We don’t need more transparency. We need smarter sharing

May 7, 2014 /

Government transparency has entered the national consciousness in a big way since the NSA revelations in 2013 touched off by Edward Snowden. But still, it’s a surprise to hear a military leader advocating a better system of sharing sensitive information. Even more so, to hear this from someone who was intricately bound up in the day-to-day goings-on of a “war on terror” that started in 2002 and doesn’t seem like it’ll end anytime soon.

In The military case for sharing knowledge, General Stanley McChrystal argues that the military needs to switch from a culture of “Who needs to know?” to “Who doesn’t know, that we need to tell immediately?” He may have retired from the armed services, but when the guy who commanded Joint Special Ops for five years in Iraq and Afghanistan says this kind of thing, it’s worth paying attention. Should we be alarmed that he describes an environment in which information is locked in secret hard drives and file cabinets, inaccessible even to closely related sectors of the military? Yes, and likely for more reasons than we’ll ever know.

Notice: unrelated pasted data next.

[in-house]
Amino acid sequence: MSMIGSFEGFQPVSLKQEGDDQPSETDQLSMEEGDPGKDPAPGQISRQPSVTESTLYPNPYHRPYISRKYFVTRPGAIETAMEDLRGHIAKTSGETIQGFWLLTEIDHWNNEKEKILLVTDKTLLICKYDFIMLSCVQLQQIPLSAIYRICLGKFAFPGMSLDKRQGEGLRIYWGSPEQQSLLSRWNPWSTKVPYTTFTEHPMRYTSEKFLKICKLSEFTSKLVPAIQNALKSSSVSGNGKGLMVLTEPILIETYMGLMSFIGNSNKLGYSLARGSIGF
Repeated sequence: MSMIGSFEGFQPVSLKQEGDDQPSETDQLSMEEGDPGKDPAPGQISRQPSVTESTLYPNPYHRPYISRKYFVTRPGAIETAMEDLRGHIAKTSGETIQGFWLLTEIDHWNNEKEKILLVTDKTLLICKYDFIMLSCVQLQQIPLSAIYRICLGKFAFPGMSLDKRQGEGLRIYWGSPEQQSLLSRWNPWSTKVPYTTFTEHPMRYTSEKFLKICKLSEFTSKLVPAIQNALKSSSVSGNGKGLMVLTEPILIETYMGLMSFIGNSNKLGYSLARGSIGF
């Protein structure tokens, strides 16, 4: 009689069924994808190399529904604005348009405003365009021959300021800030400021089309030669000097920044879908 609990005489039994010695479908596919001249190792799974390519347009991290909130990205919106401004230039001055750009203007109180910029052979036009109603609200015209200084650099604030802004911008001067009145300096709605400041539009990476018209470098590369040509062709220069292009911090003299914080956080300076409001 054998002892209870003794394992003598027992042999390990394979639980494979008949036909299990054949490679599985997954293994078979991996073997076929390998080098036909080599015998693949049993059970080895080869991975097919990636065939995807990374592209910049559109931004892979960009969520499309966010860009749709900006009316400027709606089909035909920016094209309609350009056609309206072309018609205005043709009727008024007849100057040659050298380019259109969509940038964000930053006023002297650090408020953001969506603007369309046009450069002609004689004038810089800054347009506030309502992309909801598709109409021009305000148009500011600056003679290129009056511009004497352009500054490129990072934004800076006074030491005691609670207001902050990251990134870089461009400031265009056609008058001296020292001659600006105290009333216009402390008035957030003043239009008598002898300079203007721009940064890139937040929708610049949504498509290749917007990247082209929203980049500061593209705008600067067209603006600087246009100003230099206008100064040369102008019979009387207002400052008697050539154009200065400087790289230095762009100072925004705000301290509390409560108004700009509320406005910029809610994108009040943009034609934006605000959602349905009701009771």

Of course, the answer isn’t to open up everything to everyone. Transparency isn’t a panacea; sometimes it’s itself a burden, even a pretense meant mainly to, as they say in the service, CYA. Yes, Square sends all meeting minutes to the entire company, but is it likely they get read, or is it more likely they’re referred to in hindsight? Same with Facebook, publishing updated privacy policy on top of privacy policy, as if that actually informs people about what they need to know. The real “intelligence,” if you will, lies in knowing who needs to know the information you have. You don’t just dump everything on the Internet and expect people to be better informed — you use intelligence and empathy to actively perceive what information might be useful and necessary to your coworkers, your constituents, your audience. And then you share it with them.

Icon by Scott Lewis from the Noun Project.